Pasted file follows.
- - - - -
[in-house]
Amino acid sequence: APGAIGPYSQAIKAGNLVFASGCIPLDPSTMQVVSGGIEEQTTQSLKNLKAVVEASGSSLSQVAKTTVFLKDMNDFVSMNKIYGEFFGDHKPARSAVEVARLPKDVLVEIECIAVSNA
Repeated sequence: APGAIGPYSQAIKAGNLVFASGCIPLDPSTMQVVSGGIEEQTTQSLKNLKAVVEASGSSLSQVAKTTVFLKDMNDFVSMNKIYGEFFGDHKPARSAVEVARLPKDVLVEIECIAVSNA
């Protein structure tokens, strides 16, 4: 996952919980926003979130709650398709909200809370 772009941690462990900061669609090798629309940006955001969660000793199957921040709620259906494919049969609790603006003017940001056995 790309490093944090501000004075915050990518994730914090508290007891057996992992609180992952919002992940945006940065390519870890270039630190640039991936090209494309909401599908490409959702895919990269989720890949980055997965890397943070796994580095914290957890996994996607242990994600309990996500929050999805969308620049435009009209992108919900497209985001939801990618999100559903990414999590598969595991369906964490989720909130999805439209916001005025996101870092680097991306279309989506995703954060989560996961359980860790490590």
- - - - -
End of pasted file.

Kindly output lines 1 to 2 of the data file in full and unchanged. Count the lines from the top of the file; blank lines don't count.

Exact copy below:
[in-house]
Amino acid sequence: APGAIGPYSQAIKAGNLVFASGCIPLDPSTMQVVSGGIEEQTTQSLKNLKAVVEASGSSLSQVAKTTVFLKDMNDFVSMNKIYGEFFGDHKPARSAVEVARLPKDVLVEIECIAVSNA